Summing up, the overall message is that getting to know your competitors and what drives success at other companies is a great thing to do, but use that as the basis for your own critical and ‘from first principles’ thinking. Then don’t rely on your ability to out execute the competition, but be bold and above all seek a source of competitive advantage. Often a piece of information you have or something you believe that others don’t can be that source of competitive advantage.

Hat tip to Mattermark’s daily newsletter today which had links to the three articles I quote here. It’s a great source for content.

Three success criteria for ‘Assistant-as-app’ companies

By | Startup general interest, Uncategorized | 2 Comments

Nir Eyal recently wrote a great post speculating that ‘Assistant-as-app’ companies might be the next big tech trend. I think he’s right – it’s a trend that has legs, but it’s also a trend that has been going for a couple of years already but hasn’t yet been given a good label. Magic and Operator are the companies in this space that have made the biggest splash recently but companies like Thread.com and Big Health from our portfolio and like Native and Vida Health that Nir mentions have been pursuing variations on this theme for a while.

In another post Nir proposes the following definition:

I’ve proposed “assistant-as-app” to mean: an interface designed to enable users to accomplish complex tasks through a natural dialogue with an assistant.

He emphasises ‘natural dialogue’ because the first success criteria is that users don’t have to learn a complicated interface. Few people can be bothered to do that for anything, let alone when there’s a simple option available which will probably get you to a result faster on the first couple of times through. Complicated interfaces are in effect asking people to make an investment of learning time against a highly uncertain outcome – not an attractive proposition.

However, the key point is that there is no learning curve, so rather than ‘natural dialogue’ I would use the more inclusive term ‘easy to use interface’.

The second success criteria is that the service delivers something more than the fully human equivalent. That doesn’t mean it’s better on all dimensions, but that it is demonstrably better on at least one important dimension. For example Big Health is a therapy service for insomniacs that offers 24-7 access to an AI therapist called The Prof. Human therapists typically see their clients for an hour per week, whist The Prof checks in multiple times per day and if you wake up in the middle of the night he’s there (in his dressing gown) to help you get back to sleep.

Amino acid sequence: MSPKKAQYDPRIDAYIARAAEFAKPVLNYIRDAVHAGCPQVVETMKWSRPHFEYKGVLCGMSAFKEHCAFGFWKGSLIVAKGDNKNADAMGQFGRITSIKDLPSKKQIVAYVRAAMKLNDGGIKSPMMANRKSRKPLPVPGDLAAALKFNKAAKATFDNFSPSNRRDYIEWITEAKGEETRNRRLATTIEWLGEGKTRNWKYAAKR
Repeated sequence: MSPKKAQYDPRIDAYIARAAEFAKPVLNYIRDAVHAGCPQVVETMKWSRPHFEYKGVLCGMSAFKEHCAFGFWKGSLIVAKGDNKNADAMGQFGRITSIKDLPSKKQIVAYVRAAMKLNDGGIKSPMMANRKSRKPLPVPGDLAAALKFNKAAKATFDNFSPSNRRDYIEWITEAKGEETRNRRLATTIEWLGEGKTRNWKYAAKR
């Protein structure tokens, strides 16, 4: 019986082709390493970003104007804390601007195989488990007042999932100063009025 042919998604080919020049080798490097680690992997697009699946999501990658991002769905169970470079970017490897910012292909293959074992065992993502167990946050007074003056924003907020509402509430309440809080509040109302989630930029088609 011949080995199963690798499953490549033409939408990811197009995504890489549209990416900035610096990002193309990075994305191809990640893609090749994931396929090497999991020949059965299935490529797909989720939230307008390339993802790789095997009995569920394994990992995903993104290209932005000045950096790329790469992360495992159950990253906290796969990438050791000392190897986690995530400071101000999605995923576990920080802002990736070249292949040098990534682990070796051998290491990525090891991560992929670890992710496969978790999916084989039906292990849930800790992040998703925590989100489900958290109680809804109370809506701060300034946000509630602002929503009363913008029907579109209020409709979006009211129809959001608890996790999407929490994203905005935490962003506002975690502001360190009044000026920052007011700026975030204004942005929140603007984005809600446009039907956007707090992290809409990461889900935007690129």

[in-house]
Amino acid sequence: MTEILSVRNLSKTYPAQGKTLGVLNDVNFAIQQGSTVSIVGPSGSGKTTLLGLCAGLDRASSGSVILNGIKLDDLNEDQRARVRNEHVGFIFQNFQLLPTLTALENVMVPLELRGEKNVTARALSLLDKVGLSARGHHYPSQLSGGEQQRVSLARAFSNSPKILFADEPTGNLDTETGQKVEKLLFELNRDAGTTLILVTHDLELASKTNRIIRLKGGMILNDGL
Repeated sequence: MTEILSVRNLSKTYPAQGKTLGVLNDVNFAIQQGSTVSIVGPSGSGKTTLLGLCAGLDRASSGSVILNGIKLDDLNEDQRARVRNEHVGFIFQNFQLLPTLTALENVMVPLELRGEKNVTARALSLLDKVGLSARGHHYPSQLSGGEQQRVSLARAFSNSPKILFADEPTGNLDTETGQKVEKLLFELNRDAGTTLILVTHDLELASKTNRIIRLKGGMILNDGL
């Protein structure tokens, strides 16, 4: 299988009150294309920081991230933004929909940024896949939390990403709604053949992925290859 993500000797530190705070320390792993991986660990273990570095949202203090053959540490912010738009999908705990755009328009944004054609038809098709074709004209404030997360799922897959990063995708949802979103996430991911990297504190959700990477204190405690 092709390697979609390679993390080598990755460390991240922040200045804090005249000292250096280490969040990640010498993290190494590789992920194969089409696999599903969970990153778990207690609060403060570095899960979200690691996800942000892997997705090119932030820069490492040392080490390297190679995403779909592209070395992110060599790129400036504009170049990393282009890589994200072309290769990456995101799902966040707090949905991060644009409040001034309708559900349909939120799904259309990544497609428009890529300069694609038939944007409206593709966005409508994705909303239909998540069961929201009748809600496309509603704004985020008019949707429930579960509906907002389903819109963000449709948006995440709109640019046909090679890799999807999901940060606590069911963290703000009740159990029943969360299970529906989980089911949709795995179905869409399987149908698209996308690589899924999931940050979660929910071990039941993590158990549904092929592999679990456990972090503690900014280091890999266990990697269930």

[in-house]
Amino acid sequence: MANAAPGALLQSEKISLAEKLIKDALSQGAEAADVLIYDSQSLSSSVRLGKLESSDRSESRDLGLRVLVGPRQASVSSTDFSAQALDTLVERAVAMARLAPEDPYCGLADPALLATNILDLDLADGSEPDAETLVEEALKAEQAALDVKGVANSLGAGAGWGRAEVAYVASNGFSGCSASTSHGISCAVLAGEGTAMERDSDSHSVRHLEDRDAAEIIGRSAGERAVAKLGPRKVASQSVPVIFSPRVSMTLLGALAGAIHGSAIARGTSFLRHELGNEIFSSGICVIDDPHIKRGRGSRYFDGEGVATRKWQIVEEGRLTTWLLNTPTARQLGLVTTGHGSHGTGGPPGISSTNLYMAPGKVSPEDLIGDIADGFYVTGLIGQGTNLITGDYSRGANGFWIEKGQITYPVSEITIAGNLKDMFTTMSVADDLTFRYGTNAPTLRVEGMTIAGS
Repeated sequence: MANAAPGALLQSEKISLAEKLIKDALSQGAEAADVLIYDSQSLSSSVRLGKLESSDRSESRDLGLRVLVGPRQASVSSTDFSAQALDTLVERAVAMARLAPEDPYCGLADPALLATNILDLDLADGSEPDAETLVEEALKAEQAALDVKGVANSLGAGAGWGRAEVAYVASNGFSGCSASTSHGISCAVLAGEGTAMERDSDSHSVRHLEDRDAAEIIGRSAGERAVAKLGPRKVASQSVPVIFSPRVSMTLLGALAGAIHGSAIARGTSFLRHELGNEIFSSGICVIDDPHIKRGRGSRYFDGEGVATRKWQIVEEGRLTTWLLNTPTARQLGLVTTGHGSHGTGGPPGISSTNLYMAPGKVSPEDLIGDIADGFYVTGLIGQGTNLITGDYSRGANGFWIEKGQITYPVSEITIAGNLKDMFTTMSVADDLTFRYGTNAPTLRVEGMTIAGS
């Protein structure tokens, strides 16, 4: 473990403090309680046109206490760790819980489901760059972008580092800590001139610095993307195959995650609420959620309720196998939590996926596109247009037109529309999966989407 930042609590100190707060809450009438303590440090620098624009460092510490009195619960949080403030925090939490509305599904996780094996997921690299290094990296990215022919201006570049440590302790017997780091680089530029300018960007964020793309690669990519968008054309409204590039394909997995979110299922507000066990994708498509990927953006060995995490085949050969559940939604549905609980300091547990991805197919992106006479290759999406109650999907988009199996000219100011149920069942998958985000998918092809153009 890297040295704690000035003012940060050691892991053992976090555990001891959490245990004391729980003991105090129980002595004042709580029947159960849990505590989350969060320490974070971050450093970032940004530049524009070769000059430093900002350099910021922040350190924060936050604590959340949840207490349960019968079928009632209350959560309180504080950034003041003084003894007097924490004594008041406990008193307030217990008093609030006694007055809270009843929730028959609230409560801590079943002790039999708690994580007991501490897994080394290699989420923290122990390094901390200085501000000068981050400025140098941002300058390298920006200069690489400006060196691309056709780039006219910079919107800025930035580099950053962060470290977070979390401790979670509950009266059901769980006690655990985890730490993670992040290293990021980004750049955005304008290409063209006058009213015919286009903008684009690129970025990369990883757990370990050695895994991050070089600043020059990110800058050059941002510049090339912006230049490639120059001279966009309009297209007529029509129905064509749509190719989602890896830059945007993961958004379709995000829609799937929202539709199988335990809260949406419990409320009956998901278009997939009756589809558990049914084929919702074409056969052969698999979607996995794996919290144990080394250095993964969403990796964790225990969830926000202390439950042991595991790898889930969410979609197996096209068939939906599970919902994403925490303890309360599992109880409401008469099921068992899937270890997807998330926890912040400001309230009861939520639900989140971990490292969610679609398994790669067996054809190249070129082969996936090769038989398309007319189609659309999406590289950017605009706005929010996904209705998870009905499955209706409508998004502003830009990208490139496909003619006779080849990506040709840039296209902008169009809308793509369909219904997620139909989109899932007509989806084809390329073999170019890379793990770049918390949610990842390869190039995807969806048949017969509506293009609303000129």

It seems to me that the main ways that ‘Assistant-as-app’ services can be better than humans are:

  • 24/7 presence and immediate response
  • Price – high levels of automation bring some services to a price point that works for consumers (although note the third success criteria below)
  • Access more information about the user and use better analytics to deliver the service – e.g. data from wearables, activity diaries, transaction history
  • Access more components to build a customised solution – human services are limited to what the human operator knows, Assistant-as-apps can access all the inventory on the web

If you can think of more ways ‘Assistant-as-app’ services can be better I’d love to hear them.

The third success criteria for ‘Assistant-as-apps’ is that the economics work. To get to a price point that’s attractive to consumers typically requires some heavy duty automation on the back end, often leveraging AI. Most companies in this space start out delivering the service manually and initially lose money on every transaction. Predicting the extent to which those manual activities can be automated and can be difficult at the outset, but it’s critical to the business model and should be addressed early on. It’s easy to build an amazing service that will never make money and I suspect we will see some high profile companies make this mistake.

 

Matching product solutions with problem spaces

By | Startup general interest, Uncategorized | One Comment

We held our monthly office hours yesterday morning, meeting with twenty idea stage founders over a period of two hours. It’s a a high octane set of fast paced meetings that I look forward to very much. It’s great meeting lots of great people and learning about lots of great ideas so quickly.

The last one I met had identified a large and fast growing market riven with inefficiency. The more we delved into it the more excited I got. Big markets with lots of opportunities for improving things are great places to start new companies. Then, when we got to discussing his company’s product/service, I knew that he wasn’t yet at the point where we could have a serious investment discussion. He knew that existing products in his market were of inconsistent quality and that consumers go to extreme lengths to buy them anyway (often gathering in groups to buy wholesale on AliExpress), but was only just coming to the conclusion he wanted to build a product company and had a feeling that the best opportunity lay at the premium end of the market but couldn’t articulate what his product differentiation would be or how he would price it.